One of the benefits of incorporating a company in the state of Delaware is the flexibility of the corporate structure.
Regardless of the reason you may need to amend your company stock, if you own a Delaware company, you possess the ability to quickly and easily make changes to your business entity’s charter in order to meet your needs.
You can increase or decrease the number of shares your Delaware company has authorized; you can also add or remove classes of stock and/or modify the par value of the stock.
For example, let’s say you and your business partner decide to start a new company. Since it’s just you two as owners, the ownership will be split 50/50, evenly. In order to keep things simple, your company initially authorizes 2,000 shares of common stock, and each partner receives 1,000 shares.
Now fast forward a couple of years to when your business is rapidly expanding. You both want to bring in additional people to be part of your company’s internal organization, so you’ll need to find a way to increase the number of your company’s authorized shares.
Perhaps you need to add another class of stock, such as preferred shares, so that the original owners will own the class of preferred stock while the new people can buy shares of common stock in the company.
On the flip side, if you had originally formed a company with 2,500,000 authorized shares because you were expecting numerous investors but, due to unexpected circumstances, your company didn’t flourish as you’d hoped it would.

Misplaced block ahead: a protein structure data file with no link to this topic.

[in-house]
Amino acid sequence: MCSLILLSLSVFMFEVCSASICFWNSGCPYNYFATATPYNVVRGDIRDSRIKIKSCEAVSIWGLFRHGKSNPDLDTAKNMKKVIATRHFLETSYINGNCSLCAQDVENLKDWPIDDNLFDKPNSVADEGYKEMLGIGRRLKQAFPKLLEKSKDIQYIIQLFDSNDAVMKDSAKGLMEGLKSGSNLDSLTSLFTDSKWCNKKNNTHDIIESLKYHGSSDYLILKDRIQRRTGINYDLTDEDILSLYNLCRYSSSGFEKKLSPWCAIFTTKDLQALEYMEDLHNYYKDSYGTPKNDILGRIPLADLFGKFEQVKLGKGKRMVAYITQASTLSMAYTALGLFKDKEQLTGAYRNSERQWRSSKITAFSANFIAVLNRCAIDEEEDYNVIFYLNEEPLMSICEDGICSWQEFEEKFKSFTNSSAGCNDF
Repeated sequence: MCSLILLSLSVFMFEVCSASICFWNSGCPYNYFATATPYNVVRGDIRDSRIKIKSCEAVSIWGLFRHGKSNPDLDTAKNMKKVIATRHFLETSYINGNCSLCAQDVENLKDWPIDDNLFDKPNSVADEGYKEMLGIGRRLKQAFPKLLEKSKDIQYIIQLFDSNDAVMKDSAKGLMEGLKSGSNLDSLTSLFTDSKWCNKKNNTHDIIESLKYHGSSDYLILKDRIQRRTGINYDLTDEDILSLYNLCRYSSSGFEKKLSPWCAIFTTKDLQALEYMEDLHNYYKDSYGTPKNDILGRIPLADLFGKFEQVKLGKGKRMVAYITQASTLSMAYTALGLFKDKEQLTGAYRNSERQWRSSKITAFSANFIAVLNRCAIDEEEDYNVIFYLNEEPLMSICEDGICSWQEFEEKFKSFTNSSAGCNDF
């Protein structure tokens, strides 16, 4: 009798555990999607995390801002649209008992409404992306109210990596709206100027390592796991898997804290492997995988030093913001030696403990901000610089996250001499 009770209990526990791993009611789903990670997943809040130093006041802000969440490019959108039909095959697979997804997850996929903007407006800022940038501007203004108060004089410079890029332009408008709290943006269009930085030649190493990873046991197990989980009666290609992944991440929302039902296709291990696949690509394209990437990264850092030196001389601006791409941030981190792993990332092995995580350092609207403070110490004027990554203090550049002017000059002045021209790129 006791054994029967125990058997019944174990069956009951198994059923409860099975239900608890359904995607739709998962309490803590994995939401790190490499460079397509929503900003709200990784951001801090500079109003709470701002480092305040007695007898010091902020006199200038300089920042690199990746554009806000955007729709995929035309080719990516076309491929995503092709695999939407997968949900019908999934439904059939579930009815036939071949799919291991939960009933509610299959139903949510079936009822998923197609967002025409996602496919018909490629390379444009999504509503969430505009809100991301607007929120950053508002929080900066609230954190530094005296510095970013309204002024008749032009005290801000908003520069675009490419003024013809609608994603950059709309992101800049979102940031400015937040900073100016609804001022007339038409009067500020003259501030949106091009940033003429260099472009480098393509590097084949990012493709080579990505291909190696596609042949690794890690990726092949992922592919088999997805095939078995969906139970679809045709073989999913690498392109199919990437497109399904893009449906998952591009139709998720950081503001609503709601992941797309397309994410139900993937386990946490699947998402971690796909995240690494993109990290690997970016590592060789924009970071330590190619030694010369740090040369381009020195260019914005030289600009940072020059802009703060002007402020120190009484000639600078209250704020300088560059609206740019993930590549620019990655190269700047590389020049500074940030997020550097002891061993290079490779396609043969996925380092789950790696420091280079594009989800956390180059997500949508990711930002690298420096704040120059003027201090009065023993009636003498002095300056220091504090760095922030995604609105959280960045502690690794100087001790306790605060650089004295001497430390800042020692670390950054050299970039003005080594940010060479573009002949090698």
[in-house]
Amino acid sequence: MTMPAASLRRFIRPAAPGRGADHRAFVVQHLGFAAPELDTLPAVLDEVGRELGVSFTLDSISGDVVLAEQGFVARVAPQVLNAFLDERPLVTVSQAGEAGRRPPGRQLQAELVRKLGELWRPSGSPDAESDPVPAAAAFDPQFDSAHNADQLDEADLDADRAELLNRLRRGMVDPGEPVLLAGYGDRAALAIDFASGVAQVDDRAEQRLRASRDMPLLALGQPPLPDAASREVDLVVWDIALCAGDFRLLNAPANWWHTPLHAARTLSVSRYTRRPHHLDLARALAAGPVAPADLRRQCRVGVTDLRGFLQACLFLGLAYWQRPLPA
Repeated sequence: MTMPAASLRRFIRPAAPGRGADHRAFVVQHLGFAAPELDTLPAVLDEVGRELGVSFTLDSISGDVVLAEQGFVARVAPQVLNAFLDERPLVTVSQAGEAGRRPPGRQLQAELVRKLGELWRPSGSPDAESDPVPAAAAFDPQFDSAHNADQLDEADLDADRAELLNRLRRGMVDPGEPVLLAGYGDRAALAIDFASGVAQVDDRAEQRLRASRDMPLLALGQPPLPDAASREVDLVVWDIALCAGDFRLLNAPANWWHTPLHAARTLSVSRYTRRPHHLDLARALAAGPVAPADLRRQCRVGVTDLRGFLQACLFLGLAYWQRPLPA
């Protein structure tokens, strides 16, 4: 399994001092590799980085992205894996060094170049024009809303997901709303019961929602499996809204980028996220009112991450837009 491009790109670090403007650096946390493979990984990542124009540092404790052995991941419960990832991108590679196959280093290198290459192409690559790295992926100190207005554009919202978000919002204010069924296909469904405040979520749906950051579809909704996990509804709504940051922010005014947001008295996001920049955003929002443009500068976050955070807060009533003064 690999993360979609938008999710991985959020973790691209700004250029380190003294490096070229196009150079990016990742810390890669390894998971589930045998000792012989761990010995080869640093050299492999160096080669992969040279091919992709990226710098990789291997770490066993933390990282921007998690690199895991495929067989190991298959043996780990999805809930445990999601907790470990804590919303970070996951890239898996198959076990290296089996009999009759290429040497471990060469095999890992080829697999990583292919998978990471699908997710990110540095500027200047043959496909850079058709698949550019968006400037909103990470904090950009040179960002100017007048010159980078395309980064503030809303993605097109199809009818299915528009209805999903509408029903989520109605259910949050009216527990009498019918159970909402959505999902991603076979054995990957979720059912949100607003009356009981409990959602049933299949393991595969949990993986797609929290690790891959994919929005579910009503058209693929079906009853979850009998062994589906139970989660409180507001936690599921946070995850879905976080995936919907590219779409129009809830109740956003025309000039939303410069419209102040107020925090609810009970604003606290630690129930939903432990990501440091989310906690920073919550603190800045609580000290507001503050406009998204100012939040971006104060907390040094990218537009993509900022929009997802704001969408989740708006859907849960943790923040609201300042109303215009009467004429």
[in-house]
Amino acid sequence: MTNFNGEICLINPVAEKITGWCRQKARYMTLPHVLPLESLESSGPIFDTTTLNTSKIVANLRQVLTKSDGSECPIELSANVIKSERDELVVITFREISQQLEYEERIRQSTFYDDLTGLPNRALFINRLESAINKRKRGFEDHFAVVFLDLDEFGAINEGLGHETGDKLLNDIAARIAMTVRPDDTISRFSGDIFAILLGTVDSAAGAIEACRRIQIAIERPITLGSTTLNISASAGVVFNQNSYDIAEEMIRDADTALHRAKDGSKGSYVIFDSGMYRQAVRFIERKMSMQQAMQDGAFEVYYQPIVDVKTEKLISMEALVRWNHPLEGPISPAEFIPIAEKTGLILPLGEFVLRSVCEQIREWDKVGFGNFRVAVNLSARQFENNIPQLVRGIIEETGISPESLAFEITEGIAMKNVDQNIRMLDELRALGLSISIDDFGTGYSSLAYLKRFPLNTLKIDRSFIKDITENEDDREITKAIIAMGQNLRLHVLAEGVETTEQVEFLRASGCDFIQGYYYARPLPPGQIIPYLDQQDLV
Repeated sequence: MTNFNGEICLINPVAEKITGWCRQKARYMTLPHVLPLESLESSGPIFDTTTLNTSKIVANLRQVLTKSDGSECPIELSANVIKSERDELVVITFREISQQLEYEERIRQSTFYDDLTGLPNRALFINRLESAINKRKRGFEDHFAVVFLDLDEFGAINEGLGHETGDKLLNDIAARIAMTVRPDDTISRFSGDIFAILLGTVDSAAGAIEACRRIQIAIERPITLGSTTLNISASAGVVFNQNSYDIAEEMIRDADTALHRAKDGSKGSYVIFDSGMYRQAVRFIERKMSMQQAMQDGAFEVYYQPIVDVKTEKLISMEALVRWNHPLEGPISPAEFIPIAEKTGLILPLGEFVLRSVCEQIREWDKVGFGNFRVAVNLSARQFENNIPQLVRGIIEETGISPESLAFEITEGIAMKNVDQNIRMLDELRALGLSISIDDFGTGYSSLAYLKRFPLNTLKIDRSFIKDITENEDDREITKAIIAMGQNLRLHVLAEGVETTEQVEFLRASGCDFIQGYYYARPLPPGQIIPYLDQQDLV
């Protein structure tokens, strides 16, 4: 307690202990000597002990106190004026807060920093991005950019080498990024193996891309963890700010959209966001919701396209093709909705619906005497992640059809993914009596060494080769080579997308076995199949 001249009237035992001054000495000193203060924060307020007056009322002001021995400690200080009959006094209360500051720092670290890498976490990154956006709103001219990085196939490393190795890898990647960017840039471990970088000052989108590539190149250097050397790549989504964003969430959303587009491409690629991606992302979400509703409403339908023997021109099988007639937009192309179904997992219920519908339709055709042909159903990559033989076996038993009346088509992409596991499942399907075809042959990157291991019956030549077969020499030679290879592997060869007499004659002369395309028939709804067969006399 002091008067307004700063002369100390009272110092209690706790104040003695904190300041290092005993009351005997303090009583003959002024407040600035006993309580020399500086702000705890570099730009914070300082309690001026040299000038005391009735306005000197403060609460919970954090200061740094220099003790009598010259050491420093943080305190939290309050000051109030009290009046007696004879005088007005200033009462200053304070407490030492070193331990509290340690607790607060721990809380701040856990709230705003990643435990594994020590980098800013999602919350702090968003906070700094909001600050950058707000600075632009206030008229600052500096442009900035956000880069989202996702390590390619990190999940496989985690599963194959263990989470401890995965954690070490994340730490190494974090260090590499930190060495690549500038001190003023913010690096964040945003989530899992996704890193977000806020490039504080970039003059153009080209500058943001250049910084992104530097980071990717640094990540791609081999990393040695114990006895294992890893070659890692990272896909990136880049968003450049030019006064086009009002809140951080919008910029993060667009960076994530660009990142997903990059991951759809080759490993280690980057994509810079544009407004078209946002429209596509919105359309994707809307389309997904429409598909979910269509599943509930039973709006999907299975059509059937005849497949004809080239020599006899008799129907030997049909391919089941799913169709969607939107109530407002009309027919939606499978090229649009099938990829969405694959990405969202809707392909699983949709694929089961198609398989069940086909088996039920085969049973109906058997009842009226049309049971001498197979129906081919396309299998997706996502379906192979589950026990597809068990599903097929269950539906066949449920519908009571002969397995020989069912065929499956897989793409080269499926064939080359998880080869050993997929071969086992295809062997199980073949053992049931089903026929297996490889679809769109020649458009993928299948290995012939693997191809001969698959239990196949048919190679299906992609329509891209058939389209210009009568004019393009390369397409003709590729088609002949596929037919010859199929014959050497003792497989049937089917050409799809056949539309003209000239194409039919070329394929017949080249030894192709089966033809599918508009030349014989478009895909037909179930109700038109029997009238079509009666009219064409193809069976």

You still want to keep the company, but on a much smaller scale; thus, you need to reduce the stock structure of the company in order to accommodate its current status.
Further to this example, a company with 2,500,000 authorized shares will receive a large Franchise Tax notice from the state of Delaware. The state uses one of two methods to calculate annual Franchise Tax Fees, and the first method, the Authorized Shares Method, is how the state always sends the notices.
Typically, you can file your company’s annual report via the Assumed Par Value Capital Method (aka the Alternative Method), and pay a significantly lower amount than via the first method. You can ascertain how much your company’s Franchise Tax fees will be via each method using our Franchise Tax calculator.
If you and your new team don’t want to bother with the calculations each year to try and pay a lower amount of Franchise Tax, you may determine it is in the best interest of the company to simply reduce the number of authorized shares, which will result in Delaware imposing a flat Franchise Tax Fee on your company each year.
In order to make stock amendments, you should first hold an internal company meeting and have any changes approved by the company’s appropriate authorities.
Next, file a Certificate of Amendment with the Delaware Secretary of State’s office. This Certificate indicates that an authorized officer of your company has authorized a change of the stock structure.
The new details of the number of authorized shares, classes of stock and/or par value should be listed on the Certificate. The document must be signed by an Authorized Officer of the company.
When the Certificate is filed with the Delaware Secretary of State, your stock amendment will officially become effective.
The important thing to remember is that, as the owner of a Delaware company, you are not limited in how many stock amendments can be filed for your business entity. You have the option to adjust the structure of your business as it develops and evolves.